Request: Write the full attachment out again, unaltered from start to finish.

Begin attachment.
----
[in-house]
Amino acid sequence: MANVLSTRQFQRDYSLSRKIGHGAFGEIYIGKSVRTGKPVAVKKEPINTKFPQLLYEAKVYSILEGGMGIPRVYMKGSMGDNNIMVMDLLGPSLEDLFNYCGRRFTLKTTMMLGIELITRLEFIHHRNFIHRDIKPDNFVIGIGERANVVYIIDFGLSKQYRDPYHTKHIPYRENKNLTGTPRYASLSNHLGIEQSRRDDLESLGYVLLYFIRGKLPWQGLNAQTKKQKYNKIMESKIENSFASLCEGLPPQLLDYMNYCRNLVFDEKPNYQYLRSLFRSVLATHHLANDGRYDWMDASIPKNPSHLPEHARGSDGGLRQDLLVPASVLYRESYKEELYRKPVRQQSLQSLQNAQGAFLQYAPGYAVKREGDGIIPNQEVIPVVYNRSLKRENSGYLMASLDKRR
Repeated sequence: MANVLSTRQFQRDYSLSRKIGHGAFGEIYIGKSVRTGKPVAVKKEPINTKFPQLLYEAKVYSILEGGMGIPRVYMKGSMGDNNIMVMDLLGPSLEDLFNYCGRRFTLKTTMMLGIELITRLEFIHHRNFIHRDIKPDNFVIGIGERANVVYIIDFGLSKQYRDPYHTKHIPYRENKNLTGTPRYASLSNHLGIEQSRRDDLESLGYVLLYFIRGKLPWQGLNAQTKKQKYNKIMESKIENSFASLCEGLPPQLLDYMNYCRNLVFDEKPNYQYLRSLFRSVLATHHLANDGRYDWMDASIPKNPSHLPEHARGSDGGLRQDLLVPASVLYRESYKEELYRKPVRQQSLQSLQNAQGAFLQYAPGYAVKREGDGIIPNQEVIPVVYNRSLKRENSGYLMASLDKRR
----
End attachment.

[in-house]
Amino acid sequence: MANVLSTRQFQRDYSLSRKIGHGAFGEIYIGKSVRTGKPVAVKKEPINTKFPQLLYEAKVYSILEGGMGIPRVYMKGSMGDNNIMVMDLLGPSLEDLFNYCGRRFTLKTTMMLGIELITRLEFIHHRNFIHRDIKPDNFVIGIGERANVVYIIDFGLSKQYRDPYHTKHIPYRENKNLTGTPRYASLSNHLGIEQSRRDDLESLGYVLLYFIRGKLPWQGLNAQTKKQKYNKIMESKIENSFASLCEGLPPQLLDYMNYCRNLVFDEKPNYQYLRSLFRSVLATHHLANDGRYDWMDASIPKNPSHLPEHARGSDGGLRQDLLVPASVLYRESYKEELYRKPVRQQSLQSLQNAQGAFLQYAPGYAVKREGDGIIPNQEVIPVVYNRSLKRENSGYLMASLDKRR
Repeated sequence: MANVLSTRQFQRDYSLSRKIGHGAFGEIYIGKSVRTGKPVAVKKEPINTKFPQLLYEAKVYSILEGGMGIPRVYMKGSMGDNNIMVMDLLGPSLEDLFNYCGRRFTLKTTMMLGIELITRLEFIHHRNFIHRDIKPDNFVIGIGERANVVYIIDFGLSKQYRDPYHTKHIPYRENKNLTGTPRYASLSNHLGIEQSRRDDLESLGYVLLYFIRGKLPWQGLNAQTKKQKYNKIMESKIENSFASLCEGLPPQLLDYMNYCRNLVFDEKPNYQYLRSLFRSVLATHHLANDGRYDWMDASIPKNPSHLPEHARGSDGGLRQDLLVPASVLYRESYKEELYRKPVRQQSLQSLQNAQGAFLQYAPGYAVKREGDGIIPNQEVIPVVYNRSLKRENSGYLMASLDKRR